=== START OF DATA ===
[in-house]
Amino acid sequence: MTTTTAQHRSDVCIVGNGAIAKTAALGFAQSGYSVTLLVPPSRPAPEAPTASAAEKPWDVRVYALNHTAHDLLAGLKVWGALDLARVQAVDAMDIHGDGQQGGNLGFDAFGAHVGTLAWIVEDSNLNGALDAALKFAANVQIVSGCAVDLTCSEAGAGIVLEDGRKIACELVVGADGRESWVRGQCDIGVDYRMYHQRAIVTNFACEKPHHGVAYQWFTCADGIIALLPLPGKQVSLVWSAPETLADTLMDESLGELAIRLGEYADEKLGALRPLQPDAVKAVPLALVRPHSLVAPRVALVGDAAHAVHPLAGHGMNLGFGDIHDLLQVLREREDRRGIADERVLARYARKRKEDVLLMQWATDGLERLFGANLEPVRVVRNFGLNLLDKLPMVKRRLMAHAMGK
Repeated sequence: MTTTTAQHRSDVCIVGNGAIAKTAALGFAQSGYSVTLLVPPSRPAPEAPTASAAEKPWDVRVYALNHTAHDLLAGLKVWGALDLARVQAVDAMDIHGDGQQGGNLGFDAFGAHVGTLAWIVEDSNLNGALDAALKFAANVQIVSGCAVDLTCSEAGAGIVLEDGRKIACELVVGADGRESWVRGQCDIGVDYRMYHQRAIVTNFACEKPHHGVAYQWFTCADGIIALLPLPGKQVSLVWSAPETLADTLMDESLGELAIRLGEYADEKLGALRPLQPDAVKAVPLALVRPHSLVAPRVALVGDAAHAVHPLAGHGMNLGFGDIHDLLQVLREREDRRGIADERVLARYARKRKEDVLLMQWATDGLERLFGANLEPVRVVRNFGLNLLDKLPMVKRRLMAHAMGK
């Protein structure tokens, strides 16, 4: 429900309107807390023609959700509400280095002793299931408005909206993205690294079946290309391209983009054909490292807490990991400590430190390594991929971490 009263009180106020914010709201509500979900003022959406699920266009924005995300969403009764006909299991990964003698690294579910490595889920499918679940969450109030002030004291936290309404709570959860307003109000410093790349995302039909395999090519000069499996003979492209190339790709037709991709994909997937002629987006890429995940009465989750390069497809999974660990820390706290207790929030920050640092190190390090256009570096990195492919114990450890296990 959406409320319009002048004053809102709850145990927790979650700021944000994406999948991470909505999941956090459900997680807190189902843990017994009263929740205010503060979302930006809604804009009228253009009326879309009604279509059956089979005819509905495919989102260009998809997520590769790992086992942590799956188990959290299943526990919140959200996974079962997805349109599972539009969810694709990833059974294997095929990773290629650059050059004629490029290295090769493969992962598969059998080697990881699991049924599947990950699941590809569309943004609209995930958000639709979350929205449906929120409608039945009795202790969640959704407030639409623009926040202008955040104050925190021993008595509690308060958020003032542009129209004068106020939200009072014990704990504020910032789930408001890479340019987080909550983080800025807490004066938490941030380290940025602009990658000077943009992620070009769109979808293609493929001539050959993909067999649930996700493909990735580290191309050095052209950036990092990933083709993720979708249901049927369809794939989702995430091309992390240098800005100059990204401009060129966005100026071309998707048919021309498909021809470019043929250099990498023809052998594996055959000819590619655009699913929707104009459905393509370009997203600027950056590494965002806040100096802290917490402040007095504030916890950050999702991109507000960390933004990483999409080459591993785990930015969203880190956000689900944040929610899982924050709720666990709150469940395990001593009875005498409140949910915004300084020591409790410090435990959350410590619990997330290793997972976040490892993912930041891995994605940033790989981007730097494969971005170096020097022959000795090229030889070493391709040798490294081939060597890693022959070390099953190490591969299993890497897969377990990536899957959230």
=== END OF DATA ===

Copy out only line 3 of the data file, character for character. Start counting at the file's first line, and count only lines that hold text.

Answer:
Repeated sequence: MTTTTAQHRSDVCIVGNGAIAKTAALGFAQSGYSVTLLVPPSRPAPEAPTASAAEKPWDVRVYALNHTAHDLLAGLKVWGALDLARVQAVDAMDIHGDGQQGGNLGFDAFGAHVGTLAWIVEDSNLNGALDAALKFAANVQIVSGCAVDLTCSEAGAGIVLEDGRKIACELVVGADGRESWVRGQCDIGVDYRMYHQRAIVTNFACEKPHHGVAYQWFTCADGIIALLPLPGKQVSLVWSAPETLADTLMDESLGELAIRLGEYADEKLGALRPLQPDAVKAVPLALVRPHSLVAPRVALVGDAAHAVHPLAGHGMNLGFGDIHDLLQVLREREDRRGIADERVLARYARKRKEDVLLMQWATDGLERLFGANLEPVRVVRNFGLNLLDKLPMVKRRLMAHAMGK